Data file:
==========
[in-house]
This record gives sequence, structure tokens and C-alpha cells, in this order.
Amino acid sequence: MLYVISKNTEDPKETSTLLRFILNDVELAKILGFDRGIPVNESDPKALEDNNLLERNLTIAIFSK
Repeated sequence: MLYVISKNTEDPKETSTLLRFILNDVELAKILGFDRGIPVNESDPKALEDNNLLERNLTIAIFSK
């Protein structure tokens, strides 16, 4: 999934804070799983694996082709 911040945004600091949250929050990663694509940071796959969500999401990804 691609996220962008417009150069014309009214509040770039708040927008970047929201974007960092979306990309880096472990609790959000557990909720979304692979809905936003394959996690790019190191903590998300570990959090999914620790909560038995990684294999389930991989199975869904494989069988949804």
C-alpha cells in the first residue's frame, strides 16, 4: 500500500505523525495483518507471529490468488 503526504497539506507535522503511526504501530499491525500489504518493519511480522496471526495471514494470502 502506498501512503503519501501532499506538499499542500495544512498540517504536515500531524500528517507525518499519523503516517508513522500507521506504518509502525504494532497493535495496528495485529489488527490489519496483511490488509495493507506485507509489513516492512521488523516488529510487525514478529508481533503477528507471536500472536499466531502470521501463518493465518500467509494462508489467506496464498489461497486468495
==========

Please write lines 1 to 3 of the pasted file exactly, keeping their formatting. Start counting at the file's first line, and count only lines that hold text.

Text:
[in-house]
This record gives sequence, structure tokens and C-alpha cells, in this order.
Amino acid sequence: MLYVISKNTEDPKETSTLLRFILNDVELAKILGFDRGIPVNESDPKALEDNNLLERNLTIAIFSK